I once promised my gentle readers that I would occasionally run guest blog episodes by credible authors. It was my intention to solicit well-written stories by riders who had accrued valuable experiences through thousands of miles of challenging rides. That was the plan. I have since discovered that my colleagues have no problem sharing their harrowing adventures with me (provided I’m buying the drinks), and doing the writing. This tale was told to me by one of the more colorful members of the Mac Pac -- DucDude. It is true to the details as he explained them to me. (The Mac Pac is the premier chartered BMW riding club serving southeast Pennsylvania.)
The minute hand seemed to move slower and slower as the day progressed, until finally, in the last hour of toil before the official start of the weekend, it seemed glued to the face of the clock. The man known to his friends as DucDude (acknowledging his preference for exotic Italian motorcycles) was immersed in the data on his computer screen. To the casual viewer, it appeared as if he was lost in some complex scientific text. In reality, the man was reading some internet tripe on telekinesis, and attempting to focus his mind on the clock’s minute hand, in an effort to make it skip. DucDude wanted out of the office and onto his bike pronto. He was a man with a primal mission.
Friday night was date night... It was DucDude’s opportunity to shine in the candle-light of an intimate dinner... To glow in the cleverness of a well-delivered line... To see his true self reflected in the eyes of a beautiful woman... And just possibly, to con that same women into throwing him a tumble, which would make all the preliminary stuff a smart investment in carnal satisfaction. The fact that he’d recently missed a couple of Fridays only added to his sense of urgency. With forty-five minutes left to go in the workday, DucDude sat in his cubicle, pounding away at his keyboard — while wearing his helmet, gloves, and Aerostitch leathers.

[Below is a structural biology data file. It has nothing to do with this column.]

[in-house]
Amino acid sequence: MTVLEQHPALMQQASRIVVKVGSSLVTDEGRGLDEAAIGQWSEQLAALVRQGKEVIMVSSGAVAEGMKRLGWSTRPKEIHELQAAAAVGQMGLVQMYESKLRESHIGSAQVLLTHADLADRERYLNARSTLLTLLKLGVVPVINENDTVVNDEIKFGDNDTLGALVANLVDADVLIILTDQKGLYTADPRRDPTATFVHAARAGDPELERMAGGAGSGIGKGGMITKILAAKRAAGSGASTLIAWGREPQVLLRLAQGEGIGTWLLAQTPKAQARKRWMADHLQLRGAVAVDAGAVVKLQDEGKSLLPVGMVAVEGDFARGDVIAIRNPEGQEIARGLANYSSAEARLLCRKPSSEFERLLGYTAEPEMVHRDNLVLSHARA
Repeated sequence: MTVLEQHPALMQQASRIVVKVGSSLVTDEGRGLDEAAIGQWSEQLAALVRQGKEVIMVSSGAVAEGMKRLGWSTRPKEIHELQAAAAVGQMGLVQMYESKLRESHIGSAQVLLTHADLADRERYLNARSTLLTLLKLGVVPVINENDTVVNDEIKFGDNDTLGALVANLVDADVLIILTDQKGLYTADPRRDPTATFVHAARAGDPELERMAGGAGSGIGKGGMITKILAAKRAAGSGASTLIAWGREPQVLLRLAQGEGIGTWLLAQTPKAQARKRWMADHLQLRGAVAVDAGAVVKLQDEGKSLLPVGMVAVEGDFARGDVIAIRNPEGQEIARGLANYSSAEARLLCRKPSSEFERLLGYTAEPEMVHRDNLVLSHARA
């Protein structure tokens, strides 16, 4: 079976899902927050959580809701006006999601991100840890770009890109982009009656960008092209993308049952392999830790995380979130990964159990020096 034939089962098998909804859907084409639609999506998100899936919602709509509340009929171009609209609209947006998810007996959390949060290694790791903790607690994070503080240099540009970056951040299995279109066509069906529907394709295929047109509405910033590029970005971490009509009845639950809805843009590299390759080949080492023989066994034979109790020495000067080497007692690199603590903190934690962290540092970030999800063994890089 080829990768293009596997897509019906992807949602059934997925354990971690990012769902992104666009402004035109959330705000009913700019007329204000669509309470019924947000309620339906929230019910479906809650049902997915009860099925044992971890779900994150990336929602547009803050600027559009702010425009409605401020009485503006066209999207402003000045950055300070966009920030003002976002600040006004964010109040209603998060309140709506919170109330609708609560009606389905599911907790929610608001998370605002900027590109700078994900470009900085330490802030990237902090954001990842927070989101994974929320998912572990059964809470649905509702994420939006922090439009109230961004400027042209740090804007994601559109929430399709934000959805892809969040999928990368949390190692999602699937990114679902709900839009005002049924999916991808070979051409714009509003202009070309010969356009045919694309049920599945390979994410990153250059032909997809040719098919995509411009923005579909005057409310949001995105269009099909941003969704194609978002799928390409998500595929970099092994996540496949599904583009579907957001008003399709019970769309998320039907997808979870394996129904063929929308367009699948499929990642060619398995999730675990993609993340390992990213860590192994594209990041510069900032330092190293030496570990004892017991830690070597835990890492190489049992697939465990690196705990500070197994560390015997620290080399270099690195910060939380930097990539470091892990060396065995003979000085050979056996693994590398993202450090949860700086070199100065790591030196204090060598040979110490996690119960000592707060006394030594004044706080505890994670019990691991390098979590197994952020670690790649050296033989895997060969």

(Above) DucDude puts his 1997 Ducati 748 Desmo Quattro through its paces on track day. He named the bike "Mio Limone" after a small town in southern Italy. Photo provided by DucDude.
The stroke of five launched him through corporate corridors and lobbies like Cupid’s torpedo. He mounted the 1997 Ducati 748 Desmo Quattro, fired it up, and roared into traffic in one practiced, fluid movement. Enhanced by a muffler the size of an industrial oxygen canister, the Ducati’s exhaust screamed in defiance as DucDude twisted the throttle with a vengeance. The seemingly seamless yellow bodywork gave the bike a golden aura, as it darted through traffic like a predatory burst of sunlight. The bike’s engine started out as a 748cc powerhouse, but the rider had it bored out to an exacting 855cc nuclear reactor. The slight buzzing sensation in the grips belied the fact there was power in reserve long before the tach needle would goose the red line.
(Above) DucDude demonstrates the classic riding position he assumed throughout most of this story. DucDude is a loyal customer of Duct Tape, which is often used as an external fastener on his Ducati. The last time I saw this bike, it was on a trailer behind my Suburban. Photo supplied by DucDude.